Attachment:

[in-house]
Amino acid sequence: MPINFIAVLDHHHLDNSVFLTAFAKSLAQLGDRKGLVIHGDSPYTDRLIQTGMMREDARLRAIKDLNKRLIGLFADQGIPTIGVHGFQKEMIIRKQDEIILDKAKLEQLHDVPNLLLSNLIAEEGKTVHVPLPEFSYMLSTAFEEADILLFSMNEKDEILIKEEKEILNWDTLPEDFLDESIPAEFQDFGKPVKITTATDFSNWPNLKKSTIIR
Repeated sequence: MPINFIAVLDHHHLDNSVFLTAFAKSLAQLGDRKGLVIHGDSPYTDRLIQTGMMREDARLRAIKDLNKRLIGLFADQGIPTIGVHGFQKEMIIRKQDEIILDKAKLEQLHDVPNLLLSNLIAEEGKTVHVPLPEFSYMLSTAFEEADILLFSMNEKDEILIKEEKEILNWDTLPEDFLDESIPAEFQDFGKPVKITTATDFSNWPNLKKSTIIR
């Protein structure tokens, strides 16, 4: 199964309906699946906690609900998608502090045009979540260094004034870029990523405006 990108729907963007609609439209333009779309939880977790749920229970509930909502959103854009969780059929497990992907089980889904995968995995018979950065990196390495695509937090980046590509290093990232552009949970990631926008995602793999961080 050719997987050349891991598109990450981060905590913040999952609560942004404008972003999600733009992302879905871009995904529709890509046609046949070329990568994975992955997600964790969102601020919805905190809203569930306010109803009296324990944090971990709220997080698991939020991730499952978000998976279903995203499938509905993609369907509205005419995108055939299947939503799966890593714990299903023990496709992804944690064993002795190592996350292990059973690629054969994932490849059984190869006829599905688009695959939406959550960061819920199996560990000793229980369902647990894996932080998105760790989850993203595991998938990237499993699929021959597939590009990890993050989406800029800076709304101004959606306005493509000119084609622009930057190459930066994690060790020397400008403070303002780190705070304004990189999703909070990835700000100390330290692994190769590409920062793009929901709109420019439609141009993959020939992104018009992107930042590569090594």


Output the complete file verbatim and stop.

[in-house]
Amino acid sequence: MPINFIAVLDHHHLDNSVFLTAFAKSLAQLGDRKGLVIHGDSPYTDRLIQTGMMREDARLRAIKDLNKRLIGLFADQGIPTIGVHGFQKEMIIRKQDEIILDKAKLEQLHDVPNLLLSNLIAEEGKTVHVPLPEFSYMLSTAFEEADILLFSMNEKDEILIKEEKEILNWDTLPEDFLDESIPAEFQDFGKPVKITTATDFSNWPNLKKSTIIR
Repeated sequence: MPINFIAVLDHHHLDNSVFLTAFAKSLAQLGDRKGLVIHGDSPYTDRLIQTGMMREDARLRAIKDLNKRLIGLFADQGIPTIGVHGFQKEMIIRKQDEIILDKAKLEQLHDVPNLLLSNLIAEEGKTVHVPLPEFSYMLSTAFEEADILLFSMNEKDEILIKEEKEILNWDTLPEDFLDESIPAEFQDFGKPVKITTATDFSNWPNLKKSTIIR
């Protein structure tokens, strides 16, 4: 199964309906699946906690609900998608502090045009979540260094004034870029990523405006 990108729907963007609609439209333009779309939880977790749920229970509930909502959103854009969780059929497990992907089980889904995968995995018979950065990196390495695509937090980046590509290093990232552009949970990631926008995602793999961080 050719997987050349891991598109990450981060905590913040999952609560942004404008972003999600733009992302879905871009995904529709890509046609046949070329990568994975992955997600964790969102601020919805905190809203569930306010109803009296324990944090971990709220997080698991939020991730499952978000998976279903995203499938509905993609369907509205005419995108055939299947939503799966890593714990299903023990496709992804944690064993002795190592996350292990059973690629054969994932490849059984190869006829599905688009695959939406959550960061819920199996560990000793229980369902647990894996932080998105760790989850993203595991998938990237499993699929021959597939590009990890993050989406800029800076709304101004959606306005493509000119084609622009930057190459930066994690060790020397400008403070303002780190705070304004990189999703909070990835700000100390330290692994190769590409920062793009929901709109420019439609141009993959020939992104018009992107930042590569090594």